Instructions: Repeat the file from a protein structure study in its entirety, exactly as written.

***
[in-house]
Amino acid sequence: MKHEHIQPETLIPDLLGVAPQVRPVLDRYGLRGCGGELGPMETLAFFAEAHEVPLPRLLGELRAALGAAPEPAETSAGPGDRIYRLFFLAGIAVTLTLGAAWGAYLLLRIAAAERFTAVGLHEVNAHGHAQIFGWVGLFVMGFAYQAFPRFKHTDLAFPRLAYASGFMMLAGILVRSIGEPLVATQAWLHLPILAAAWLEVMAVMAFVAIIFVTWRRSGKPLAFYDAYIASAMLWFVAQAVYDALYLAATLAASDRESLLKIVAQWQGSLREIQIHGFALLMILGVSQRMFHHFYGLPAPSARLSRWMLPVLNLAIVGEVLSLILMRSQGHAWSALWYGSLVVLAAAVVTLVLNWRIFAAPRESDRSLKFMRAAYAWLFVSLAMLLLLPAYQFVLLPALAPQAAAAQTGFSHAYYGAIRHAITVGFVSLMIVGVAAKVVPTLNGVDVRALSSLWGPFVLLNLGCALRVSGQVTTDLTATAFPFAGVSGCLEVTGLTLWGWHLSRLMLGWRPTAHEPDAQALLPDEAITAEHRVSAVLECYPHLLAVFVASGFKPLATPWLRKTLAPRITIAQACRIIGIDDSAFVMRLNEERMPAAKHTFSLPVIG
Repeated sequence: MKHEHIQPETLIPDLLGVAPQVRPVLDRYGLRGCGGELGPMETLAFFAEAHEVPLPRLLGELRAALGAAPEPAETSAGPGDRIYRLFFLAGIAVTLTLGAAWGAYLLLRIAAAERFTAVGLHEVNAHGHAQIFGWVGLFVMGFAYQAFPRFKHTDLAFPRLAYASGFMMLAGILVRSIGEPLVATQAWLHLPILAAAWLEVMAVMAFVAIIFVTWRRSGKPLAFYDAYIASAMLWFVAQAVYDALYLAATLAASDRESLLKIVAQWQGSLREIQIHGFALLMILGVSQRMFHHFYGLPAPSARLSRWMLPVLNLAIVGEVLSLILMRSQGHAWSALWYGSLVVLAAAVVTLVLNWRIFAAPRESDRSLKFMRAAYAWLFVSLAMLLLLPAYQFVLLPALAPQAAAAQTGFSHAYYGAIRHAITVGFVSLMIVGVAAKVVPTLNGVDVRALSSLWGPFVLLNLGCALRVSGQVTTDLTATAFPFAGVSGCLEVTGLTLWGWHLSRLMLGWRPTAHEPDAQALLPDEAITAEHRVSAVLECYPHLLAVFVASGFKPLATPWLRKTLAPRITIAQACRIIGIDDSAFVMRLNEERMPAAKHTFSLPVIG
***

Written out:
[in-house]
Amino acid sequence: MKHEHIQPETLIPDLLGVAPQVRPVLDRYGLRGCGGELGPMETLAFFAEAHEVPLPRLLGELRAALGAAPEPAETSAGPGDRIYRLFFLAGIAVTLTLGAAWGAYLLLRIAAAERFTAVGLHEVNAHGHAQIFGWVGLFVMGFAYQAFPRFKHTDLAFPRLAYASGFMMLAGILVRSIGEPLVATQAWLHLPILAAAWLEVMAVMAFVAIIFVTWRRSGKPLAFYDAYIASAMLWFVAQAVYDALYLAATLAASDRESLLKIVAQWQGSLREIQIHGFALLMILGVSQRMFHHFYGLPAPSARLSRWMLPVLNLAIVGEVLSLILMRSQGHAWSALWYGSLVVLAAAVVTLVLNWRIFAAPRESDRSLKFMRAAYAWLFVSLAMLLLLPAYQFVLLPALAPQAAAAQTGFSHAYYGAIRHAITVGFVSLMIVGVAAKVVPTLNGVDVRALSSLWGPFVLLNLGCALRVSGQVTTDLTATAFPFAGVSGCLEVTGLTLWGWHLSRLMLGWRPTAHEPDAQALLPDEAITAEHRVSAVLECYPHLLAVFVASGFKPLATPWLRKTLAPRITIAQACRIIGIDDSAFVMRLNEERMPAAKHTFSLPVIG
Repeated sequence: MKHEHIQPETLIPDLLGVAPQVRPVLDRYGLRGCGGELGPMETLAFFAEAHEVPLPRLLGELRAALGAAPEPAETSAGPGDRIYRLFFLAGIAVTLTLGAAWGAYLLLRIAAAERFTAVGLHEVNAHGHAQIFGWVGLFVMGFAYQAFPRFKHTDLAFPRLAYASGFMMLAGILVRSIGEPLVATQAWLHLPILAAAWLEVMAVMAFVAIIFVTWRRSGKPLAFYDAYIASAMLWFVAQAVYDALYLAATLAASDRESLLKIVAQWQGSLREIQIHGFALLMILGVSQRMFHHFYGLPAPSARLSRWMLPVLNLAIVGEVLSLILMRSQGHAWSALWYGSLVVLAAAVVTLVLNWRIFAAPRESDRSLKFMRAAYAWLFVSLAMLLLLPAYQFVLLPALAPQAAAAQTGFSHAYYGAIRHAITVGFVSLMIVGVAAKVVPTLNGVDVRALSSLWGPFVLLNLGCALRVSGQVTTDLTATAFPFAGVSGCLEVTGLTLWGWHLSRLMLGWRPTAHEPDAQALLPDEAITAEHRVSAVLECYPHLLAVFVASGFKPLATPWLRKTLAPRITIAQACRIIGIDDSAFVMRLNEERMPAAKHTFSLPVIG